The Mathematical Analysis of Logic: Being an Essay Towards a Calculus of Deductive Reasoning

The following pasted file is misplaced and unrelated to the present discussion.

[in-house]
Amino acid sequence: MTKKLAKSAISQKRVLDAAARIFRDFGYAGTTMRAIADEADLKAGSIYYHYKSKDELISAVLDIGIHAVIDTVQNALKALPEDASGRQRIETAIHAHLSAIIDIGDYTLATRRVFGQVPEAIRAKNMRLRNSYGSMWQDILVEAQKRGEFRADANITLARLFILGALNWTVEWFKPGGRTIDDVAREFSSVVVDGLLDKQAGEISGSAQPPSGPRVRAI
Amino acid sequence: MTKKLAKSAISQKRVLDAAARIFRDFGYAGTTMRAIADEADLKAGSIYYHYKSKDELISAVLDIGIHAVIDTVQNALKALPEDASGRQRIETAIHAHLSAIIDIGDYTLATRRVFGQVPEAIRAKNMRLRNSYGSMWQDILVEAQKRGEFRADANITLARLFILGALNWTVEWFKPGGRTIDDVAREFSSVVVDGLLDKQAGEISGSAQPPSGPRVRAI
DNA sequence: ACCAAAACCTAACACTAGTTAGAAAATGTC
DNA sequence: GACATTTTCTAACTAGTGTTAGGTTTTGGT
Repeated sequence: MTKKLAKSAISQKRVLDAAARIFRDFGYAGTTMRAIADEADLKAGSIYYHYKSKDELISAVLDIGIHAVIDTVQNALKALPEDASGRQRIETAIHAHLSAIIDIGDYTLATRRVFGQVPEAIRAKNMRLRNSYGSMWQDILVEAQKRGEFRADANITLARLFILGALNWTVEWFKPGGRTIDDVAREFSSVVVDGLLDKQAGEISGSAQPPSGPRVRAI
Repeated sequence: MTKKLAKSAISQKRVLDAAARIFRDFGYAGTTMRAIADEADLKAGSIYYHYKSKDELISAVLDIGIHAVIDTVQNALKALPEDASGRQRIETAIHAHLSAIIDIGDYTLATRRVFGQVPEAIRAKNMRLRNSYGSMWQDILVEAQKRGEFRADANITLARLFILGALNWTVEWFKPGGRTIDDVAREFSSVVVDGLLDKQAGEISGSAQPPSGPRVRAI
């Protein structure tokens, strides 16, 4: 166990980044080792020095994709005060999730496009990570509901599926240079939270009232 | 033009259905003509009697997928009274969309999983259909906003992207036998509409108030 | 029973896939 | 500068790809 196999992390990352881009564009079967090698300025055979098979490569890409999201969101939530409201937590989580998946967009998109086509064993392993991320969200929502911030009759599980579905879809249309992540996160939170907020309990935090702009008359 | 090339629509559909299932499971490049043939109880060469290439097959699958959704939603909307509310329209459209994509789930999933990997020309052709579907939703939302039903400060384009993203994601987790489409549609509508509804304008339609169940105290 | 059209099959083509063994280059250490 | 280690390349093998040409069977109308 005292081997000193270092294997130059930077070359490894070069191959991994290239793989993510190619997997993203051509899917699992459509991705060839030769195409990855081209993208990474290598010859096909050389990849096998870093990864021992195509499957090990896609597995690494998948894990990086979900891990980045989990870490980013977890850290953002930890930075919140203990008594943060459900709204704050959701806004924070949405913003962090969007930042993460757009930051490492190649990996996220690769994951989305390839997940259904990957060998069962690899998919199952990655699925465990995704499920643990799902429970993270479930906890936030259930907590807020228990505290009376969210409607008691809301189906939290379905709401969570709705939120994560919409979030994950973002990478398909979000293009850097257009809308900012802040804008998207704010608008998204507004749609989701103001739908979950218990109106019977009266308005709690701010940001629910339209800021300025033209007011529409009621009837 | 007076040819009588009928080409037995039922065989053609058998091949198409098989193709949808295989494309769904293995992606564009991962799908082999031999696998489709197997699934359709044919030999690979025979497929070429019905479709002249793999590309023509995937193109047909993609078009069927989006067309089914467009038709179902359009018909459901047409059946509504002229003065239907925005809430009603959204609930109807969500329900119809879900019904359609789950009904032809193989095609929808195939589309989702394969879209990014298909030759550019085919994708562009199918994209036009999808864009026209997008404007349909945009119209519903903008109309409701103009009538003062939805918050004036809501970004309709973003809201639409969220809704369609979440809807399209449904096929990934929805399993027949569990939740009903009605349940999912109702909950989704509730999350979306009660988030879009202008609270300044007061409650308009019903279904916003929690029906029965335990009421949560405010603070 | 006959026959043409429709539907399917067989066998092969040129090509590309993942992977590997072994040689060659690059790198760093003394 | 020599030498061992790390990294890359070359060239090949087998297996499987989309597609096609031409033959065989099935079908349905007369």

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Self-taught mathematician George Boole (1815-1864) published a pamphlet in 1847 - The Mathematical Analysis of Logic - that launched him into history as one of the nineteenth century's most original thinkers. In the introduction, Boole closely adheres to two themes: the fundamental unity of all science and the close relationship between logic and mathematics. In the first chapter, he examines first principles of formal logic, and then moves on to Aristotelian syllogism, hypotheticals, and the properties of elective functions. Boole uses this pamphlet to answer a well-known logician of the day, Sir William Hamilton, who believed that only philosophers could study 'the science of real existence', while all mathematicians could do was measure things. In essence, The Mathematical Analysis of Logic humbly chides Hamilton and asks him to rethink his bias. Boole is compelling reading for anyone interested in intellectual history and the science of the mind.